What Are the “Look Fors” to Assess the Quality of Instructional Materials in Light of the NGSS?

Jody Bintz
Meeting Materials

Following the release of the Framework for K-12 Science Education (Framework), the National Research Council (NRC) published recommendations for how to track national progress toward improved STEM education in a report entitled Monitoring Progress Toward Successful K12 STEM Education (Monitoring Progress; NRC, 2013). One of the recommendations of Monitoring Progress was to identify a set of criteria that could be used to determine the degree to which widely used instructional materials promote the vision of science education described in the Framework and the Next Generation Science Standards (NGSS). In 2014, the NSF funded BSCS to develop a set of guidelines for evaluating instructional materials that could be used for this purpose.

In this project BSCS proposed to:

  • solicit advice from leading science educators on the essential criteria and important characteristics of measures for evaluating science instructional materials;
  • engage science education leaders in building consensus regarding these criteria; and
  • produce a set of guidelines, based on this consensus, for the development of a measure to evaluate science instructional materials.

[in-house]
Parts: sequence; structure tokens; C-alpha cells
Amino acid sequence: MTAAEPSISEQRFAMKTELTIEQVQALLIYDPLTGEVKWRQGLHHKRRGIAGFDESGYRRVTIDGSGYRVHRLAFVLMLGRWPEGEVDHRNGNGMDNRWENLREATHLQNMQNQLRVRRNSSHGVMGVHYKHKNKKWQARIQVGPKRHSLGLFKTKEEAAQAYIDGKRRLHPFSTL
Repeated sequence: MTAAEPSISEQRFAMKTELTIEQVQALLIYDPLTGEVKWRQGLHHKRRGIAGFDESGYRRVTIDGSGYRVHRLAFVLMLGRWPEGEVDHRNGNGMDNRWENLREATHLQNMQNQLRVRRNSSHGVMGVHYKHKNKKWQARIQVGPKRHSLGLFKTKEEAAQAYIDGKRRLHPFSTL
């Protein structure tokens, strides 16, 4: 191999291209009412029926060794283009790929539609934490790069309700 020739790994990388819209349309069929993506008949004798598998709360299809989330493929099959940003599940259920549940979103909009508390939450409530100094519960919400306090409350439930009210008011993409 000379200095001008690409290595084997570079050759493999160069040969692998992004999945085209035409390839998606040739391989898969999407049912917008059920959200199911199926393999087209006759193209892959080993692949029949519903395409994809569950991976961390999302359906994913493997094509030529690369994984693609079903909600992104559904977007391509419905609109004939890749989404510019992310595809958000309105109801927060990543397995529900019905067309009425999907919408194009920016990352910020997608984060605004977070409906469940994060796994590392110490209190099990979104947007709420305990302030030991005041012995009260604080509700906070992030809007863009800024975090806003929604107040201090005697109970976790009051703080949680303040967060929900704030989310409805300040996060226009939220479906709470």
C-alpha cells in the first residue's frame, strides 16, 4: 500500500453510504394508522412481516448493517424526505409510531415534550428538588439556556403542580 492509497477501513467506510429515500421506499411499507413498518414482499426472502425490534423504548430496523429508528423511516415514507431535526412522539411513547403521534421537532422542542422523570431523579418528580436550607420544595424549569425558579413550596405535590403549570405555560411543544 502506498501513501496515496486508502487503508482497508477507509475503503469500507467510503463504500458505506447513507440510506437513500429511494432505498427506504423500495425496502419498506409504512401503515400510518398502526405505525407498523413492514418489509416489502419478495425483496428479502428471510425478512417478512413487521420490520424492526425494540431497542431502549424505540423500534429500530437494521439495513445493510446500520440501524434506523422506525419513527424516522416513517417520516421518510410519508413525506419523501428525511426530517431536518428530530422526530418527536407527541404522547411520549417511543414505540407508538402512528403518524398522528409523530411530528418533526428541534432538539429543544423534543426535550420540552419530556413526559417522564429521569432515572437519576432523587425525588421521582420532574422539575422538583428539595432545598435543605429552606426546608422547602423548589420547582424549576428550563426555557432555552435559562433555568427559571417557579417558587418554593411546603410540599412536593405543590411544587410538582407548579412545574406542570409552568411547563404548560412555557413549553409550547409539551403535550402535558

The product of this project will be a document entitled Guidelines for the Evaluation of Instructional Materials in Science (Guidelines), which is currently under review. The Guidelines represent the consensus of science education leaders regarding criteria to assess whether instructional materials are both of high-quality and exemplify the NGSS. The primary purpose for the Guidelines is to support the implementation of the NRC’s recommendation to monitor the alignment of widely-used instructional materials with theFramework and the Standards. However, the Guidelines will also be useful for evaluating the quality and alignment with standards of materials for other purposes.

Project Results
BSCS staff and participants developed the Guidelines through a three-phase process, which included (1) literature synthesis, (2) convening of a science education leader summit, and (3) synthesizing and refining the outcomes of the summit into a draft of the Guidelines, which is currently under review by all of the Summit participants. Following a revision based on these comments, a draft will be circulated for public review. The final version of the Guidelines will be published online in the summer of 2016.

The Guidelines document includes a narrative description of each of the Evaluative Criteria (Table 1) with key indicators and recommendations for how to develop processes and tools to use the Criteria in evaluating instructional materials.

Potential Applications
The Guidelines will be useful for developing measures to evaluate instructional materials for a wide variety of purposes—such as textbook adoption decisions, teacher professional development, and revisions to materials to enhance their quality and alignment with the NGSS.

Table 1. Evaluative Criteria from the draft Guidelines.

Table 1

For More Information
Contact Jody Bintz, jbintz@bscs.org or Danny Edelson, dedelson@bscs.org. The full draft of the Guidelines will be available for public comment in March 2016 and the final version will be available at bscs.org.